analytic level is coupled with the Žižekian refusal to structurally account for "European racism and colonization" (Žižek 2020, 36) as the primary cause for migrants dramatically flooding into Europe from "poorer nation[s]"; we can argue that the Slovenia philosopher, in privileging Europe and its epistemic supremacy, is articulating the kind of Eurocentric self-assuring understanding of the pandemic required by one of its intellectual heirs. Žižek's ambivalent position, by which he first mentions the need for stronger actions to overcome European neocolonialism, and his subsequent silence and refusal to structurally engage with the racial problematic throughout the book, reproduces a traditional gesture quite common in white Marxism every time racism and colonialism come to the fore.6 The Covid-19 pandemic does not equally affect everyone, despite their race, sex, class, age, nationality, psychic status or education, and many other conditions ought to be added to the list. More specifically, it would be hard to jump on and enjoy the Žižekian boat for those who do not share and benefit from the same power differentials as bourgeois Europeans do, and this is that which determines, ultimately, the neocolonial stance of his boat metaphorics. What is wrong with Žižek's upgraded version of the "same boat argument" it is not that a European (philosopher) is discussing new ways to unifying Europeans and progressively fixing European problems; what is irremediably regressive and utterly aberrant is the white supremacist logic this task is predicated upon, with the corollary erasure, denegation, and foreclosure of a European colonial past and its current resurgence inside and outside its borders. Žižek's philosophical position is not wrong in itself-what is problematic is that its Eurocentrism is grounded on unjust world relations still embedded in neocolonial attitudes. A genuine awareness of the intersectional differentials at play in the asymmetric experiencing of the pandemic, with its unbalanced social composition and unequal material consequences, should have taken Žižek beyond the recurring ethico-existentialist prescriptions at work in the philosophical economy of his arguments; it could have led him, at least in part, beyond his conservative misappropriation and regressive misutilisation of "the same boat argument" in relation to unjust Eurocentric solutions of the Covid-19 pandemic.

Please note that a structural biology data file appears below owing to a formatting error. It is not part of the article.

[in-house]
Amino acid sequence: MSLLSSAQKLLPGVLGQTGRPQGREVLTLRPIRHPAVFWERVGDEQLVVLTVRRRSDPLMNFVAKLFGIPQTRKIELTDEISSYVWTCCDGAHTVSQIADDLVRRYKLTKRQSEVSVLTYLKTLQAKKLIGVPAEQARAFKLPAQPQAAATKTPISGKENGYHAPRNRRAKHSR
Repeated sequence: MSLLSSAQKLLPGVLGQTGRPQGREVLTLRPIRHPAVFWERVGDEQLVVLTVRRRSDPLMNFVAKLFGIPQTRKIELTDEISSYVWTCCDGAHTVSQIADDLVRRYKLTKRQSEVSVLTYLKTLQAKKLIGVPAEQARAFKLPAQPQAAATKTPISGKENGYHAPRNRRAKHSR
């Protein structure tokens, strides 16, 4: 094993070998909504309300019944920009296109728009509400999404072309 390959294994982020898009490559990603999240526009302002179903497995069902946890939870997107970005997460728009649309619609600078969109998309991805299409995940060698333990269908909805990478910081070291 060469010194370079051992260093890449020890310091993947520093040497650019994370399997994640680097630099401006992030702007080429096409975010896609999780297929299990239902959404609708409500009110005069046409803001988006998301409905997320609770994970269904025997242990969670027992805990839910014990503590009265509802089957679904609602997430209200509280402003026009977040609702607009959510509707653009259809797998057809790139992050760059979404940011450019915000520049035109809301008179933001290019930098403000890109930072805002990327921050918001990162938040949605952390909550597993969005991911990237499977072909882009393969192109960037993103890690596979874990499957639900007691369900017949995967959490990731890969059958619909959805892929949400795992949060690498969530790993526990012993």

There is, nonetheless, another troubling aspect in Žižek's book, namely his philosophical inability to transform the social dimension of coronavirus, of any mass viral infection, into a revolutionary signifier. What remained unthought in his project is the symbolic relationship that could have been established between the Covid-19 virus and both white supremacist logic and capital self-valorisation. After giving us a brief account of what viruses are and how they operate, he discusses "the mystery of viruses" in his own terms. Here is how his analysis unfolds:

This oscillation between life and death is crucial: viruses are neither alive nor dead in the usual sense of these terms, they are a kind of living dead. A virus is alive in its drive to replicate, but it is a kind of zero-level life, a biological caricature not so much of death-drive as of life at its most stupid level of repetition and multiplication. However, viruses are not the elementary form of life out of which more complex developed; they are purely parasitic, they replicate themselves through infecting more developed organisms (when a virus infects us, humans, we simply serve as its copying mechanism) ... and continues to haunt (infect) them, a reminder that cannot ever be reintegrated into the subordinate moment of a higher level of life. (Žižek 2020, 78-79)